Replies with very
   little extra code.

   With UDP, all response codes "301 Moved Permanently" or "302 Moved
   Temporarily" SHOULD specify another location using the additional reliability code is in  Location
   field.

   S->C: SIP/2.0 302 Moved temporarily
         Via: SIP/2.0/UDP 131.215.131.131
         Via: SIP/2.0/UDP 128.16.64.19
         From: mjh@isi.edu
         To: schooler@cs.caltech.edu
         Call-ID: 62729-27@128.16.64.19
         Location: sip://239.128.16.254;ttl=16;transport=udp
         Content-length: 0

   In this example, the client. It proxy located at 131.215.131.131 is
   recommended that servers SHOULD implement both TCP and UDP
   functionality as being
   advised to contact the additional server code required is very small.

   Clients MAY implement either TCP or UDP transport or both as they see
   fit.

11.1 Reliability using multicast group 239.128.16.254 with a ttl of
   16 and UDP transport

   The Session Invitation Protocol is straightforward transport. In normal situations, a server would not
   suggest a redirect to a local multicast group unless, as in operation. Only the initiating client needs to keep any state regarding above
   situation, it knows that the current
   connection attempt. SIP assumes no additional reliability from IP.

   Requests previous proxy or replies may be lost. A SIP client SHOULD simply
   retransmit a SIP request until it receives a reply, or until it has
   reached some maximum number is within the
   scope of timeouts and retransmissions. the local group. If the
   reply request is merely redirected to a 1xx Informational progress report, multicast
   group, a proxy server SHOULD query the multicast address itself
   rather than sending the redirect back towards the initiating client SHOULD still continue retransmitting as multicast
   may be scoped; this allows a proxy within the request, albeit less
   frequently.

   When appropriate scope
   regions to make the remote user agent or server sends query.

9.1.5 Alternative Services

   An example of a final 2xx or 4xx
   response (not "350 Alternative Service" reply is:

   S->C: SIP/2.0 350 Alternative Service
         Via: SIP/2.0/UDP 131.215.131.131
         Via: SIP/2.0/UDP 128.16.64.19
         From: mjh@isi.edu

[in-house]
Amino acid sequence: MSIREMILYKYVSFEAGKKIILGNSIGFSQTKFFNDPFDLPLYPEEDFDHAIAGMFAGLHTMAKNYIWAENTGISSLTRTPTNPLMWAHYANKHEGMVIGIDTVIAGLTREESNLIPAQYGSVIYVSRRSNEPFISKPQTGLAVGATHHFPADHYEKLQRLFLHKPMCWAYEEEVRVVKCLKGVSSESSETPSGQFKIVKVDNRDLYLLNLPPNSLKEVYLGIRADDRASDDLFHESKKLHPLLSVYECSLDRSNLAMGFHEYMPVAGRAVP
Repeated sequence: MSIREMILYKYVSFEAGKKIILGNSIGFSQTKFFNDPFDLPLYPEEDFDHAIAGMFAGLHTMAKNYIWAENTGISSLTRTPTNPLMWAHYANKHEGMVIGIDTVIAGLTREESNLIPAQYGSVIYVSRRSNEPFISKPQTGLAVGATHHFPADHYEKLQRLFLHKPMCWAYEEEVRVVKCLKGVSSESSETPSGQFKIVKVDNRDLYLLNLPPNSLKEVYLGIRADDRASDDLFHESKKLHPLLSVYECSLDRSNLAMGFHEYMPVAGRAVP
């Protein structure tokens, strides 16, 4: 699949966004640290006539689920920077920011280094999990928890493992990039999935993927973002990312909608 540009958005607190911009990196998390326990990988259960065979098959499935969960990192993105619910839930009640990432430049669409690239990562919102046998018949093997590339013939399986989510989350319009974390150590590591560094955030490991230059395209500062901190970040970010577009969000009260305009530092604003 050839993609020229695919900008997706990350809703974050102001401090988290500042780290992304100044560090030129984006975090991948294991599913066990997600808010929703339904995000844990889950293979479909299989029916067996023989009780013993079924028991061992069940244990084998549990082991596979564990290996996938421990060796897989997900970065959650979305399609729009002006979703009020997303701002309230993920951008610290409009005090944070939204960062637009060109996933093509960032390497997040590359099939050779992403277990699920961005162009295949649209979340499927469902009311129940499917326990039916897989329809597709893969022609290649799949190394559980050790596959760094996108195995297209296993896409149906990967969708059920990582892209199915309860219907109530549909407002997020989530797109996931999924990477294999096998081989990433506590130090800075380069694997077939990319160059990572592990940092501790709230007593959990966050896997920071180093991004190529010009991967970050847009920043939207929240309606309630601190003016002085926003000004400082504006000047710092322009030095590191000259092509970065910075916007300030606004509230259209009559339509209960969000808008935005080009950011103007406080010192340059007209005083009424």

To: schooler@cs.caltech.edu
         Call-ID: 62729-27@128.16.64.19
         Location: recorder@131.215.131.131
         Content-type: application/sdp
         Content-length: 146

         v=0
         o=mm-server 2523535 0 IN IP4 131.215.131.131
         s=Answering Machine
         i=Leave an audio message
         c=IN IP4 131.215.131.131
         t=0 0
         m=audio 12345 RTP/AVP 0

   In this case, the answering server provides a 1xx report), session description
   that describes an "answering machine". If the invitation initiator
   decides to take advantage of this service, it cannot be sure should send an
   invitation request to the client has
   received answering machine at 131.215.131.131 with
   the response, session description provided (modified as appropriate for a
   unicast session to contain the appropriate local address and thus port for
   the invitation initiator). This request SHOULD cache the results until contain a
   connection setup timeout has occurred to avoid having to contact different
   Call-ID from the
   user again. The server one in the original request. An example would be:

   C->S: INVITE mm-server@131.215.131.131 SIP/2.0
         Via: SIP/2.0/UDP 128.16.64.19
         From: mjh@isi.edu
         To: schooler@cs.caltech.edu
         Call-ID: 62729-28@128.16.64.19
         Content-type: application/sdp
         Content-length: 146

         v=0
         o=mm-server 2523535 0 IN IP4 131.215.131.131
         s=Answering Machine
         i=Leave an audio message
         c=IN IP4 128.16.64.19
         t=0 0
         m=audio 26472 RTP/AVP 0

   Invitation initiators MAY also choose to cache 3xx or 6xx responses treat a "350 Alternative Service"
   reply as a failure if the cost of obtaining the response outweighs the cost they wish to do so.

9.1.6 Negotiation

   An example of caching
   it.

   It is possible that a user can be invited successfully, but that the "606 Not Acceptable" reply that the user was successfully contacted may is:

   S->C: SIP/2.0 606 Not Acceptable
         From: mjh@isi.edu
         To: schooler@cs.caltech.edu
         Call-ID:62729-27@128.16.64.19
         Location: mjh@131.215.131.131
         Warning: 606.1 Insufficient bandwidth (only have ISDN),
           606.3 Incompatible format,
           606.4 Multicast not reach the
   invitation initiator. If the session still exists but the initiator
   gives up on including the user, the contacted user has sufficient
   information to be able to join the session. However, if the session
   no longer exists because available
         Content-Type: application/sdp
         Content-Length: 50

         v=0
         s=Lets talk
         b=CT:128